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Ministry deals with loss-making mining project in Laos
The Saigon Times Daily
Tuesday,  Apr 10, 2018,22:42 (GMT+7)

Ministry deals with loss-making mining project in Laos

The Saigon Times Daily

HCMC – The Ministry of Industry and Trade is finding ways to cope with a loss-making potassium salt mining and processing project in Laos.

Vietnamese Minister of Industry and Trade Tran Tuan Anh and Lao Minister of Energy and Mines Khammany Inthirath last week met over the project. The two ministers agreed in principle the main contents of a revised agreement on energy and mining cooperation between the two countries so that they would report to their governments for approval.

The agreement is expected to pave the way for long-term partnership, news website VnExpress reports.

The agreement includes a list of Lao power projects to supply electricity for Vietnam and a plan to transmit electricity from Laos to Vietnam, as well as a mechanism for the two sides to negotiate electricity pricing.

The two sides agreed to further support the State-owned Vietnam National Chemical Group (Vinachem) in the potassium salt mining and processing project.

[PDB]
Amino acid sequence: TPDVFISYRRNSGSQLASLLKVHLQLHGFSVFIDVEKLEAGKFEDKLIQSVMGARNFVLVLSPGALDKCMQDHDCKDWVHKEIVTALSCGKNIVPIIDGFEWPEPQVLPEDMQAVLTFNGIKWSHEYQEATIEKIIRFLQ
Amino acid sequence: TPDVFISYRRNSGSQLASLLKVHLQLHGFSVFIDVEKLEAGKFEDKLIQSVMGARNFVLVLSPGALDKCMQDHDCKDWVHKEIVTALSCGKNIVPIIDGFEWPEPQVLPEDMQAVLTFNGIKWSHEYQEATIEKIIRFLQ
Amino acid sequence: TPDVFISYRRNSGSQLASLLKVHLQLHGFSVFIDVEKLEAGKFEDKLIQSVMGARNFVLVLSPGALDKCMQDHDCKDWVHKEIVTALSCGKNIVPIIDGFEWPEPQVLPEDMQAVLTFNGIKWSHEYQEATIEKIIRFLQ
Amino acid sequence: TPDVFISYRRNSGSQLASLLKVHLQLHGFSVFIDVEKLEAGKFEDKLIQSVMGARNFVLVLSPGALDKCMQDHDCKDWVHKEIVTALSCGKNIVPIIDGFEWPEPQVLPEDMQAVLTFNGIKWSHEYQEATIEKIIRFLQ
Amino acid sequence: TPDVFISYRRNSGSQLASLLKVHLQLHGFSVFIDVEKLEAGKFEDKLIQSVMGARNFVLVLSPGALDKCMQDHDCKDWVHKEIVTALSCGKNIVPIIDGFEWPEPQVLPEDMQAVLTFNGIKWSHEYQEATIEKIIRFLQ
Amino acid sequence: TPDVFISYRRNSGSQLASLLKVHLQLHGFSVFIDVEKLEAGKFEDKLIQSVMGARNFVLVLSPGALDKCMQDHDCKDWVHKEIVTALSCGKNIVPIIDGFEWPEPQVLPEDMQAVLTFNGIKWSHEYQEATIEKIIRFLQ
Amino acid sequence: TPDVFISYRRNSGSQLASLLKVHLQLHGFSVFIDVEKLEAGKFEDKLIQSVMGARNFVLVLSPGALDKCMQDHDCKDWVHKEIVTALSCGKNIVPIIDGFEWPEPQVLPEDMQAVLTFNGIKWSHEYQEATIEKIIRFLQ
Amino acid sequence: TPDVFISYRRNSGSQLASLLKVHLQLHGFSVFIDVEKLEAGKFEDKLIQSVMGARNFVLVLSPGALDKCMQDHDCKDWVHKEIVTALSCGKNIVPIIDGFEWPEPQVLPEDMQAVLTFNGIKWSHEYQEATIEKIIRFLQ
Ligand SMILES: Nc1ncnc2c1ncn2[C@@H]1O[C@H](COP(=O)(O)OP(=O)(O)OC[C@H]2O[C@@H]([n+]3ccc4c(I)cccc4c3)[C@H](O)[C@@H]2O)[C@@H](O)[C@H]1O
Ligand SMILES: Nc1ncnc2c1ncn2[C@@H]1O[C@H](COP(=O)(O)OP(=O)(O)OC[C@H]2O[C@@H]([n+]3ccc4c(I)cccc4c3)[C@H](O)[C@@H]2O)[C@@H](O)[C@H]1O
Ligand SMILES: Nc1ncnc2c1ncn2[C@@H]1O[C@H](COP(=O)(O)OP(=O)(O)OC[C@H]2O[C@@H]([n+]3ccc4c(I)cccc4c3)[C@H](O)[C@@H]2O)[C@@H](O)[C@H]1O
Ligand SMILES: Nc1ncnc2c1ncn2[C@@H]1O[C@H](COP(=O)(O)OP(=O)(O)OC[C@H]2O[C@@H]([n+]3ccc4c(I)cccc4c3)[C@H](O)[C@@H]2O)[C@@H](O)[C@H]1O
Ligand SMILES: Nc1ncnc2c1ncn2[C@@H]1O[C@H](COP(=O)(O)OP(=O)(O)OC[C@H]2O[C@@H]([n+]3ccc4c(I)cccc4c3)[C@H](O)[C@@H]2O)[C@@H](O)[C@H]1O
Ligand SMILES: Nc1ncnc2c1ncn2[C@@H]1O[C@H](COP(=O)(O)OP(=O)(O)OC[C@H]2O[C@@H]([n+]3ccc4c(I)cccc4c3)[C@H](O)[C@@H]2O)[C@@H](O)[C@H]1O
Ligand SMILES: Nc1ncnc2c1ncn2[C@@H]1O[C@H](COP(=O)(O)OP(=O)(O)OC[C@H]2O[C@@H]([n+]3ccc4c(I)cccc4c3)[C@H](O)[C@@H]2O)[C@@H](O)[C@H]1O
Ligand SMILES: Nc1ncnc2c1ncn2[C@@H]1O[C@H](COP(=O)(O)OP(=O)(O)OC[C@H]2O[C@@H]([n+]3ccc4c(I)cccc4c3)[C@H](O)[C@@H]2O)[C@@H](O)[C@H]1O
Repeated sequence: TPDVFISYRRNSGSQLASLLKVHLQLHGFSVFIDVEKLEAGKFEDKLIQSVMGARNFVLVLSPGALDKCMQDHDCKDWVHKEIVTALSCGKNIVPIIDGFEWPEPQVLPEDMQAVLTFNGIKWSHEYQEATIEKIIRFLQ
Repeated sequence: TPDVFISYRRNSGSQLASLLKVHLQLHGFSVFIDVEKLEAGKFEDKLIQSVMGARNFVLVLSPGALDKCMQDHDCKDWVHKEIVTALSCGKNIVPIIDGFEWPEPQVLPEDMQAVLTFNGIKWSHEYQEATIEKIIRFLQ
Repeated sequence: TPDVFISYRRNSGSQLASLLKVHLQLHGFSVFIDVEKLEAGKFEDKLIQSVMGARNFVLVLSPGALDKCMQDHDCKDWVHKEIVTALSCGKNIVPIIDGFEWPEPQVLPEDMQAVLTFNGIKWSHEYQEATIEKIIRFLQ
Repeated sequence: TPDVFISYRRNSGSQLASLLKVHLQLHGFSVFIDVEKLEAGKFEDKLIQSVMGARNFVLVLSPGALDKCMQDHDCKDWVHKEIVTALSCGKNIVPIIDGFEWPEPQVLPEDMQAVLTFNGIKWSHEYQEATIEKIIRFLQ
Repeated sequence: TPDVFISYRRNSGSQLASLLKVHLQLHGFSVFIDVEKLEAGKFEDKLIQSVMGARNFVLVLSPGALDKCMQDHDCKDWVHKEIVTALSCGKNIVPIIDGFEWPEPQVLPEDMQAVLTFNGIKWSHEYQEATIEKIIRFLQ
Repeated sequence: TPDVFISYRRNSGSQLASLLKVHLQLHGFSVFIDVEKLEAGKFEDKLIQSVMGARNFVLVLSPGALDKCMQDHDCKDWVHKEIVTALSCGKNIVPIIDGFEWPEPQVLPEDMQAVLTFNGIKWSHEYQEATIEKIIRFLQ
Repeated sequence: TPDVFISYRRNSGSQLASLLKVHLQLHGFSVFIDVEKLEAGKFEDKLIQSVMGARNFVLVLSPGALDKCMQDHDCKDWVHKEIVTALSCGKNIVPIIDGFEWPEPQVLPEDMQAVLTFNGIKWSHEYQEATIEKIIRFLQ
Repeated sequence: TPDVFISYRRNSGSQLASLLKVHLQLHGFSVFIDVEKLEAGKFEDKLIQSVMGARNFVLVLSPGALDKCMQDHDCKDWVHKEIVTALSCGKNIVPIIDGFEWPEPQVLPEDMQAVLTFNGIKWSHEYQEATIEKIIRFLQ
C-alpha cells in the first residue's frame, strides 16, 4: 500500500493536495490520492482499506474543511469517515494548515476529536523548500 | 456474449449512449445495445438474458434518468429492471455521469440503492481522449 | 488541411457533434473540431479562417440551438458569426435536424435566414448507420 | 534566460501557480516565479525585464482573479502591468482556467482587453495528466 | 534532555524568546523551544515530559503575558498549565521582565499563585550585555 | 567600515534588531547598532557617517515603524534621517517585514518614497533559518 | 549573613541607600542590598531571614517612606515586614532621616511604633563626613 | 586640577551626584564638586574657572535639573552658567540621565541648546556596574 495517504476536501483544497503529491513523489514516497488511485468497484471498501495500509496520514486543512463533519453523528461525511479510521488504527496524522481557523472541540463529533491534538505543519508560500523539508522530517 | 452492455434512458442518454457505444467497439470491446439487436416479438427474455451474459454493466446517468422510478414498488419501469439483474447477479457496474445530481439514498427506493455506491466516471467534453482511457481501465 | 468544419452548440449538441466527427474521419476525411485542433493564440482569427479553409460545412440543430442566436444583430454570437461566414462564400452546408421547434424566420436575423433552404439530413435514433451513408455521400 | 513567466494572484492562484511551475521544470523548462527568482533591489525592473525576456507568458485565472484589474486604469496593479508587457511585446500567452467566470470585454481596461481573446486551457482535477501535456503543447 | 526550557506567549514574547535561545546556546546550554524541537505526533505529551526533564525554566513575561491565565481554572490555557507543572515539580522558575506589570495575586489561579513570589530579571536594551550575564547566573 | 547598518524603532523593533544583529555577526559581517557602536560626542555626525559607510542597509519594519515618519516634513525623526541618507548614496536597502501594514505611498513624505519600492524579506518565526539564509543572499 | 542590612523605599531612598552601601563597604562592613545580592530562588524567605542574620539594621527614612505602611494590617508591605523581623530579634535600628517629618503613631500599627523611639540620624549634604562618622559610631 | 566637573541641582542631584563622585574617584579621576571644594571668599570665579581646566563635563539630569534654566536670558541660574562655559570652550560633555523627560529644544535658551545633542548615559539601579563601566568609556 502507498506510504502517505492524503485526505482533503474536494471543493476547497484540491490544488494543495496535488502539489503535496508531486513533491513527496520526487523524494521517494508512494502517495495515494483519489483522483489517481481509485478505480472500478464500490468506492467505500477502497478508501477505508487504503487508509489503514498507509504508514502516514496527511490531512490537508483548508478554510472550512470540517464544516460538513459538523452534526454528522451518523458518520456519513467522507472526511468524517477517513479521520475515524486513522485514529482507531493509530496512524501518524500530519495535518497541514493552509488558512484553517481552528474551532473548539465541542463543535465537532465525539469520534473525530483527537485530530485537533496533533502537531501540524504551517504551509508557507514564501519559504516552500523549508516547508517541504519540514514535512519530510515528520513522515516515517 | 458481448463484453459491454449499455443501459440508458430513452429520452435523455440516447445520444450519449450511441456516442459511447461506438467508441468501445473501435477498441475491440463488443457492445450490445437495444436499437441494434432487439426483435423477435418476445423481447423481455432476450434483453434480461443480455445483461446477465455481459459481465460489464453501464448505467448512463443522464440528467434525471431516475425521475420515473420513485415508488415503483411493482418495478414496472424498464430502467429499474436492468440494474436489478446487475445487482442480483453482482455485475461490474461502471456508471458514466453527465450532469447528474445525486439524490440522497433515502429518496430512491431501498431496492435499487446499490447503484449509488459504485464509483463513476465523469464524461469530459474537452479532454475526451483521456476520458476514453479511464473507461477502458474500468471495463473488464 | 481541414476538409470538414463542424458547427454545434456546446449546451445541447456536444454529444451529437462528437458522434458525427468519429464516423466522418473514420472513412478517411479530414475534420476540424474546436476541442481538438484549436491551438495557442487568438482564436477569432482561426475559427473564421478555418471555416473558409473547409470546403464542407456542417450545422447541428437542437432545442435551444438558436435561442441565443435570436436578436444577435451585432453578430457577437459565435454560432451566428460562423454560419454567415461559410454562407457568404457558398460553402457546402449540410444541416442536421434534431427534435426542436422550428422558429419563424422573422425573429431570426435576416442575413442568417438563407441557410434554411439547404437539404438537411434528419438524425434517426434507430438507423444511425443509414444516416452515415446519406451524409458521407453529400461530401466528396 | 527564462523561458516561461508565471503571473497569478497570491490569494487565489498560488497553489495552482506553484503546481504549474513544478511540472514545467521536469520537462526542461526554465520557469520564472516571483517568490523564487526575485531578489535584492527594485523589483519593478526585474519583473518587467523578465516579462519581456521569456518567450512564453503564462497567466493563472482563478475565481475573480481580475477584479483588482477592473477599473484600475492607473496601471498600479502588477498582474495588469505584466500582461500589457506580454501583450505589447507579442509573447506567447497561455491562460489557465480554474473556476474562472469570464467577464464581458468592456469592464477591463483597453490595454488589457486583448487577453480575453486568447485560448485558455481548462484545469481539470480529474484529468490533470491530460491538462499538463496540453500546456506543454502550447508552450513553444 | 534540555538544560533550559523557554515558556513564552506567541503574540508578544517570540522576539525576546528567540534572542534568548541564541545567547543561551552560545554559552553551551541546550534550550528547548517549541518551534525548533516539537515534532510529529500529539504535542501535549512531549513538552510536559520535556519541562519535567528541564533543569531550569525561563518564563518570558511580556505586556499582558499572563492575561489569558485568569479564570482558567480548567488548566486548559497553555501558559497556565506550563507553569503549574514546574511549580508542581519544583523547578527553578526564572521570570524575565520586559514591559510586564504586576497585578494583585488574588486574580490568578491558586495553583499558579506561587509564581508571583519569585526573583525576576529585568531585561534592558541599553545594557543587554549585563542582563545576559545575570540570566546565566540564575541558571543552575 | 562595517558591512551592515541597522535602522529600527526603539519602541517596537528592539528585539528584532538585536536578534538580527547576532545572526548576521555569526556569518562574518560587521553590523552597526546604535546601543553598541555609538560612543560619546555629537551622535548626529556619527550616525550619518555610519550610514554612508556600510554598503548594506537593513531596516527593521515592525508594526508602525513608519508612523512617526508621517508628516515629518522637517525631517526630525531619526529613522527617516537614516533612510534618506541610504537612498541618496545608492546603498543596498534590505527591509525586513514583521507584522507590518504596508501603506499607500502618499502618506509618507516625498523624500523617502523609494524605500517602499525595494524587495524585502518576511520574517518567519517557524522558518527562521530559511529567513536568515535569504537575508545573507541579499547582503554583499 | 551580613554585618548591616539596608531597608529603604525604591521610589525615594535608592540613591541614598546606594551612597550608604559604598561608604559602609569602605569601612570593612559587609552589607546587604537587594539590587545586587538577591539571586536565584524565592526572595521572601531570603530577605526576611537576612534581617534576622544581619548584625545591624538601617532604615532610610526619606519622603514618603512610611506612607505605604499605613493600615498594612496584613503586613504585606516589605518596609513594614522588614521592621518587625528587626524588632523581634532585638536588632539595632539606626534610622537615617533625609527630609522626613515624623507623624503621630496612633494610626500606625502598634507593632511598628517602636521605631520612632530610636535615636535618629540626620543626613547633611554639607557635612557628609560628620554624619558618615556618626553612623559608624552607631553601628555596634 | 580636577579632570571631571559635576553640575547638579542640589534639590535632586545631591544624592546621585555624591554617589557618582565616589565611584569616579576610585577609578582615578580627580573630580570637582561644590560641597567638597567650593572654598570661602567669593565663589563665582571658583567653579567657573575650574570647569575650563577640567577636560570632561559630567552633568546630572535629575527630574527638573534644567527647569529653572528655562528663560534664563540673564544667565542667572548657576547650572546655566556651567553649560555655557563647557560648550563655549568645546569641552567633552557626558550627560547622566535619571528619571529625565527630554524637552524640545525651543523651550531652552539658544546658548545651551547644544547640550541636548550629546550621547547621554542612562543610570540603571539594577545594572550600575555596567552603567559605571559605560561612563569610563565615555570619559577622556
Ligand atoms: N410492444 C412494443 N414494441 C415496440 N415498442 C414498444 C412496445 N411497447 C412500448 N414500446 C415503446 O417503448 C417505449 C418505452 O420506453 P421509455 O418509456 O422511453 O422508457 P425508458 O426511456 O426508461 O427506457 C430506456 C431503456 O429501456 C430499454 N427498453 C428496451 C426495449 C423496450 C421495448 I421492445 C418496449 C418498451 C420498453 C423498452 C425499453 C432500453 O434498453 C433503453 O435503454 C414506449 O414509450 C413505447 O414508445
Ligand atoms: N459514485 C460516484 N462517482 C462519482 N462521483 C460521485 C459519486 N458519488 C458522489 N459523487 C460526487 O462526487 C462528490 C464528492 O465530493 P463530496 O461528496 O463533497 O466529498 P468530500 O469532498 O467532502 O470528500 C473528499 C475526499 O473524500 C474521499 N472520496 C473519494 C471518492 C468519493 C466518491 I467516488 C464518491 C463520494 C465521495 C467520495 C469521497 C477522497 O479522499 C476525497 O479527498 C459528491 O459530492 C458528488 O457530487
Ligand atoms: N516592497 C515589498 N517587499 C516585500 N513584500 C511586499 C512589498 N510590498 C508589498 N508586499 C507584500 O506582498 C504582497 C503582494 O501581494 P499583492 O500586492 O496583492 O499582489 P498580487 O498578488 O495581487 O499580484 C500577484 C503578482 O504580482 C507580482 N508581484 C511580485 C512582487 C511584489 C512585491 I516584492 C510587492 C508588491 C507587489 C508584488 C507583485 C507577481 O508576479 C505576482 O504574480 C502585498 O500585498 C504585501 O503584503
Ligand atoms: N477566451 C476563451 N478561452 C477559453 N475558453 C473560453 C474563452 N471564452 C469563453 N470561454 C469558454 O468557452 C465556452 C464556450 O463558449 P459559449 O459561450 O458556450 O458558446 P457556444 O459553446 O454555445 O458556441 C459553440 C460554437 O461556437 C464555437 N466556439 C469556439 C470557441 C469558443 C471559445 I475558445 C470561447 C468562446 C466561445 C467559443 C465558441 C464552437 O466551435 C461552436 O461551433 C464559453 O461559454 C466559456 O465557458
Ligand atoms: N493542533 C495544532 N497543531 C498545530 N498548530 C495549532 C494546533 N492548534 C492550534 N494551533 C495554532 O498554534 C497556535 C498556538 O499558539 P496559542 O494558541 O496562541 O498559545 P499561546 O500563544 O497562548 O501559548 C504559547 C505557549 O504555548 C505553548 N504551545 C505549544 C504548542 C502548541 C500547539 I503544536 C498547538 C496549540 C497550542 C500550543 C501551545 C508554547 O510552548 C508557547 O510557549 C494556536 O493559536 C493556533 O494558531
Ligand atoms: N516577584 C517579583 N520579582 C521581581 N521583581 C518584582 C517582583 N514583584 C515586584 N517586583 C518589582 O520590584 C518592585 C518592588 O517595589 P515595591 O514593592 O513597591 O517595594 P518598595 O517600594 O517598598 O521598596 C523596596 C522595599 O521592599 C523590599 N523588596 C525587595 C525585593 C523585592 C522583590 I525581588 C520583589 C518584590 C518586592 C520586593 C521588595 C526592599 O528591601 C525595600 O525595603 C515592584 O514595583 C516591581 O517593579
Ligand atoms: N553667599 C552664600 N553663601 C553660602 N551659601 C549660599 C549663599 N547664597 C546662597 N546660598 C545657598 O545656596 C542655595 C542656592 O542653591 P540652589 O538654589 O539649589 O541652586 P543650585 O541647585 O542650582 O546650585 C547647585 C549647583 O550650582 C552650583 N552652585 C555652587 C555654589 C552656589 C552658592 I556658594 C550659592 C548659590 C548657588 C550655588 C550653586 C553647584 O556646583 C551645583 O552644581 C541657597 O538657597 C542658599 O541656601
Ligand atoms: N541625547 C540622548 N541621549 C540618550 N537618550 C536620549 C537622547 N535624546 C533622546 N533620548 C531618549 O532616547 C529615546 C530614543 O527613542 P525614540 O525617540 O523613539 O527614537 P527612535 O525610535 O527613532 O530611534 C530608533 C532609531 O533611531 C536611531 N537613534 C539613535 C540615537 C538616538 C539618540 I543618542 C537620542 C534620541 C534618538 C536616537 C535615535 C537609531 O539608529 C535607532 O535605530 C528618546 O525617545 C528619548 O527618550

Trade Minister Anh said his ministry has been scrutinizing the project. “We will come up with a specific plan soon. Upon completion of this procedure, we will send a notice to your government,” he said.

The potassium mining project in Laos began in 2015 with the main investor being Vinachem, a State-owned enterprise under the Ministry of Industry and Trade.

The plant, with a designed capacity of around 320,000 tons of potash a year, was expected to be developed in five years with a total mining area of 10 square kilometers.

It costs an estimated US$522 million, with Vinachem covering US$105 million. This is a pivotal project for Vietnam as it will help the country reduce its reliance on potash imports. However, the project has been suspended since 2017.

Deputy Minister of Industry and Trade Do Thang Hai said at a regular Government press conference in February that the project might face losses, so the ministry has decided to suspend it as the price of potassium has dipped to US$250-300 a ton while the estimated price in the pre-feasibility study is US$500.

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